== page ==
Kyle, 29, spoke with Monte Taylor and Terrance Higgins in the Have-Nots room during the Thursday, September 1, episode and admitted to subconsciously grouping together the minority cast members. While Kyle attempted to justify his thinking, claiming the BIPOC players were all united by a similar goal to win, Terrance, 47, called his argument “bulls–t.”
Monte, 27, seemed particularly hurt as he explained how many times in his life he’s experienced a similar level of racial bias that Kyle showed to their fellow houseguests. However, Monte and Terrance appeared to disagree on what was the best move for the house, with the latter suggesting in footage from the live feeds that evicting Kyle might not help him change his ways.
Turner suggested the houseguests all convene for a meeting to air out their issues, but the conversation gets a little rocky. Kyle acknowledges that he grew up in a sheltered environment, which may have contributed to his opinions. During the emotional discussion, Monte and Taylor Hale, another Black cast member, show their controversial costar compassion and encourage him to learn from the incident.
Ultimately, Kyle was eliminated in a 5-0 vote. He hugged his costars goodbye and was met with a subdued reaction when he sat down to chat with host Julie Chen. When asked about his alleged bias, Kyle explained, “At the time, it didn’t click in my mind. … I now realize how terrible that was, and I should have realized it from the start. I apologize to everyone watching, and everyone in the house.”
The conflict came to a head after Michael Bruner and Brittany Hoopes told several other houseguests about the Utah native’s suspicions about the BIPOC contestants in the house earlier this week.
“I understand that it’s a game and he’s presenting it as a strategy, like, within the game context, but for me, this goes beyond the game and, like, I’m not comfortable being a part of it,” Michael, 29, told Kyle’s showmance partner, Alyssa Snider, during a conversation captured on the live feeds. The attorney also claimed that the TikTok influencer had implied that the white contestants should stick together in the house.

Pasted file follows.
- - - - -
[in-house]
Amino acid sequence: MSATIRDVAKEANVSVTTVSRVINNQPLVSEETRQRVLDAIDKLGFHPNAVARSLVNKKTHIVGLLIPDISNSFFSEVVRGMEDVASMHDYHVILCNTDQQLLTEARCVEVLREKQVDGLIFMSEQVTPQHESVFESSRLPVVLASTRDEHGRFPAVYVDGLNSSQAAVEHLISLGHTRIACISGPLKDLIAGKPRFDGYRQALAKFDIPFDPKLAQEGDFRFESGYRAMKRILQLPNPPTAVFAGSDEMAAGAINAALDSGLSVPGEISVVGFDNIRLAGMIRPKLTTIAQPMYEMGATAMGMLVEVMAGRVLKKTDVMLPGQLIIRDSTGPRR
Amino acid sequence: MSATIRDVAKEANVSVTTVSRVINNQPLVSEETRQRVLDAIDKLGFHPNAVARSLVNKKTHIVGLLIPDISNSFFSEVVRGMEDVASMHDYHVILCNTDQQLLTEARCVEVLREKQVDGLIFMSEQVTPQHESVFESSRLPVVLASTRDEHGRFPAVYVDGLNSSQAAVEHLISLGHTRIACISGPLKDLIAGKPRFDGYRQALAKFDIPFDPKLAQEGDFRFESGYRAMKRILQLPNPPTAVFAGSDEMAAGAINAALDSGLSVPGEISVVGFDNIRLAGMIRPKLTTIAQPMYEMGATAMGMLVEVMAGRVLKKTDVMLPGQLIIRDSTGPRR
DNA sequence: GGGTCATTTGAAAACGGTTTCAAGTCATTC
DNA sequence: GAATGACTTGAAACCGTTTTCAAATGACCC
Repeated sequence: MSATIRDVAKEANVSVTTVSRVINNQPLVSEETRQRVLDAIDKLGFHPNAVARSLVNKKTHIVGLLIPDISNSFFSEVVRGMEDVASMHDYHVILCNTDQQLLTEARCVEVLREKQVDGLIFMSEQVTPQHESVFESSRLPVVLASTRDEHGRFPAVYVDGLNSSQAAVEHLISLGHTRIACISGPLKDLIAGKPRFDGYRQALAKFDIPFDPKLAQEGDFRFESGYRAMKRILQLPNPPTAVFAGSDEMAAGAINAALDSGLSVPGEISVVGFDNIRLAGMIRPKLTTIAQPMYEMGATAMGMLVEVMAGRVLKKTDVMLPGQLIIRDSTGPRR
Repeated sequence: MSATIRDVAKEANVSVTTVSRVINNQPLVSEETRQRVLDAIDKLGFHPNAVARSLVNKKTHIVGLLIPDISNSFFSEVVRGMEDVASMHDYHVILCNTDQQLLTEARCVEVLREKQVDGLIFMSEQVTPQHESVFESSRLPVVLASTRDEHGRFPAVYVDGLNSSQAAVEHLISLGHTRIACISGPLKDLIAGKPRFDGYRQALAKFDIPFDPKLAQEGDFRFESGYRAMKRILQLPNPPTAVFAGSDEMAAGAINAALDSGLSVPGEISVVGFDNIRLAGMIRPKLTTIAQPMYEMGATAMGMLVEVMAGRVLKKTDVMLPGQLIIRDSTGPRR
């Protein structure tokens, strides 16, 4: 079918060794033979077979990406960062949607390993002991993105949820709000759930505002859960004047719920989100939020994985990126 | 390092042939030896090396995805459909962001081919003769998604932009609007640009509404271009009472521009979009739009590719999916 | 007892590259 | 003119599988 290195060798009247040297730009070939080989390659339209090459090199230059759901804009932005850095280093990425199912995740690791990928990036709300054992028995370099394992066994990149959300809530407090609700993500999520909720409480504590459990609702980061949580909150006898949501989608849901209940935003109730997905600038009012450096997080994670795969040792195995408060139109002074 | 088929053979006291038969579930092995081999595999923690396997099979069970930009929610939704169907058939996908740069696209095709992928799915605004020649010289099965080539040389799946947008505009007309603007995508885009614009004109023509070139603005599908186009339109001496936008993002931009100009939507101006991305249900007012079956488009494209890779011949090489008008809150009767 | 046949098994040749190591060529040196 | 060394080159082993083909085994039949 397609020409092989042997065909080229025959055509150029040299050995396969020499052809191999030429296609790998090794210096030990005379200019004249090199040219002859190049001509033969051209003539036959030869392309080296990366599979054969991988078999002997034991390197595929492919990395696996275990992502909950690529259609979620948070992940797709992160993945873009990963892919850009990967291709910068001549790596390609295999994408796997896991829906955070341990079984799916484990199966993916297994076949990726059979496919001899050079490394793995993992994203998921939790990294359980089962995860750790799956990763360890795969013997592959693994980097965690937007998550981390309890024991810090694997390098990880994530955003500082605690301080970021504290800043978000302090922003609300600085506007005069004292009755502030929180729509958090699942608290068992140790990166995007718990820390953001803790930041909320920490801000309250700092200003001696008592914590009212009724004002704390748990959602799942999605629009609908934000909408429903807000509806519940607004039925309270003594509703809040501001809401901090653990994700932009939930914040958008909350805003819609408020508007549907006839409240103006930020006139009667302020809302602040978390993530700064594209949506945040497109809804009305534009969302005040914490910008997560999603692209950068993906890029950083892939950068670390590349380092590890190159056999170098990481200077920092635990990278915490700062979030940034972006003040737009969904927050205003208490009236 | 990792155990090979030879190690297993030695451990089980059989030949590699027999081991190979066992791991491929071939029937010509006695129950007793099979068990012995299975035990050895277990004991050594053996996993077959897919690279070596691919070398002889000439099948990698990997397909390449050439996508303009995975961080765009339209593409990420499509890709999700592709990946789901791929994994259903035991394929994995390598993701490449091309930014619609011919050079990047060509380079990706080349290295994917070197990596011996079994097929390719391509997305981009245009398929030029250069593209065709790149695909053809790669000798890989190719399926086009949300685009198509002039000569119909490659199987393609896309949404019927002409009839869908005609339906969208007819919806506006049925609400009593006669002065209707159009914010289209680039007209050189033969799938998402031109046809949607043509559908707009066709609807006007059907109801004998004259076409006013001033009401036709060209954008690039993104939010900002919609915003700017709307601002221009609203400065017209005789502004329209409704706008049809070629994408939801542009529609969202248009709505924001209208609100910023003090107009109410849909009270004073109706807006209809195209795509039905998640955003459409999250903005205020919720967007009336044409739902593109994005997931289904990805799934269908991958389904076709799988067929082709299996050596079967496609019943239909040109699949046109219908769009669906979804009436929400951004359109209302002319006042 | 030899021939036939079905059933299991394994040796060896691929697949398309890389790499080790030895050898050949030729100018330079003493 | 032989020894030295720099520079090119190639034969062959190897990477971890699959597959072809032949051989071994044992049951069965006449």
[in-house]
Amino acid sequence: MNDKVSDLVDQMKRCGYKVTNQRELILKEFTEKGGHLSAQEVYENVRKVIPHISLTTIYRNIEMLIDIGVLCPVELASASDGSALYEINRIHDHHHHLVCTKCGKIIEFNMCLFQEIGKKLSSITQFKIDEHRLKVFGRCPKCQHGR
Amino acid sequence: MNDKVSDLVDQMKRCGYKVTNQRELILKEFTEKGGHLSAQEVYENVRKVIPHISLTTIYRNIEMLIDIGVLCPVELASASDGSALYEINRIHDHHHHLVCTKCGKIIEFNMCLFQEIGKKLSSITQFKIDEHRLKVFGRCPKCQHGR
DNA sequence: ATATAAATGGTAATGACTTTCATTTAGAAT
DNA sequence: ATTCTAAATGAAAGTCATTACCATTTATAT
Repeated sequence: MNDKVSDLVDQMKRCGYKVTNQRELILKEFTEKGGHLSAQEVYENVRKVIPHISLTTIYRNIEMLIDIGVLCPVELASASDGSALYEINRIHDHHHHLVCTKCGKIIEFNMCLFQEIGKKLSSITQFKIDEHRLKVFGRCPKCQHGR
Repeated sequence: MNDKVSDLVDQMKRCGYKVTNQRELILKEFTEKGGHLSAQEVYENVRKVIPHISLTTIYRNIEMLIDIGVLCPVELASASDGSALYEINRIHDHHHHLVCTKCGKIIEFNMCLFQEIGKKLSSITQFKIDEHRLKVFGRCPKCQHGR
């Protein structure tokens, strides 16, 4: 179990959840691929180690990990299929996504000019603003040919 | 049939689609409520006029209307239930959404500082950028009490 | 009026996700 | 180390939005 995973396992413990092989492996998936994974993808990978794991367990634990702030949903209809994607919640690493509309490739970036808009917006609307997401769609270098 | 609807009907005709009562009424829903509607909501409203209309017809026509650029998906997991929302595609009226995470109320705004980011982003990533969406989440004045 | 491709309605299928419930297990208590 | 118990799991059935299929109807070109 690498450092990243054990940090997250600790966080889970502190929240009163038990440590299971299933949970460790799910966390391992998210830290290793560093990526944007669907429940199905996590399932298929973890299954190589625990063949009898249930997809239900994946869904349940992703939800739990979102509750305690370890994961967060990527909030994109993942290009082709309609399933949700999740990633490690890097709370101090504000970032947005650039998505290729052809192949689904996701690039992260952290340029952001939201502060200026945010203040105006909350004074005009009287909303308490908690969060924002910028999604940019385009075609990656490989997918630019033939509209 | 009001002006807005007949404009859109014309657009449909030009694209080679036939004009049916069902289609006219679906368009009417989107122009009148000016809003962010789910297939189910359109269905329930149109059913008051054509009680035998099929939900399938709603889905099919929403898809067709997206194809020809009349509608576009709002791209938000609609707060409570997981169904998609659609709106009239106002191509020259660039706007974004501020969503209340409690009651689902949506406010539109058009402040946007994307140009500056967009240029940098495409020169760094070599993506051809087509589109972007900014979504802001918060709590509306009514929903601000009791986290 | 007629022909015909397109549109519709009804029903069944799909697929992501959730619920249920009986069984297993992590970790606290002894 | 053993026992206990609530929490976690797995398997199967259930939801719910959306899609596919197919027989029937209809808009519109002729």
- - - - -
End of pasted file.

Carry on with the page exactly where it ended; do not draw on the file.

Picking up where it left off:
In an interaction aired during a Wednesday, August 31, episode of the reality competition, Kyle told Michael and Brittany, 32, that he was wary of a potential alliance similar to the Cookout, the all-Black alliance that dominated the game during season 23.
“I’m sorry, but after the Cookout uniting under one common cause, which was race … it has to play into my thought process moving forward in the game,” he said.
The reality TV contestant had previously laid out the same concerns to the duo in a conversation captured on the live feeds.
“That possibility of those six with that background, I mean, it looks very similar to the Cookout with a very diverse background,” he said. “They’ve all expressed why they’re in this game. Joseph [Abdin], more Middle Eastern representation in TV. Indy [Santos], there’s never been a Brazilian contestant or winner … everyone has those strong ‘why’s’ that all coincide.”
Earlier this month, the hashtag “#StopProtectingKyle” began trending on social media as Big Brother fans claimed that CBS was editing out statements the TikTok influencer made about race on the live feeds.
“There has been tons of articles about Kyle’s behavior. There has been thousands of tweets, thousands of posts online about him. CBS can cut the feeds as much as they want to protect him, but it doesn’t change the fact that he’s a f–king racist,” one Twitter user wrote.
During Wednesday’s episode, Kyle told Alyssa that Michael and Brittany’s claims about him were false.
“Alyssa, this is bigger than game. This will ruin my life if this is what they’re pitching … At what point have I ever made this a race thing? You understand, this is life changing,” he said.
Big Brother airs on CBS Wednesdays and Sundays at 8 p.m. ET and Thursdays at 9 p.m. ET.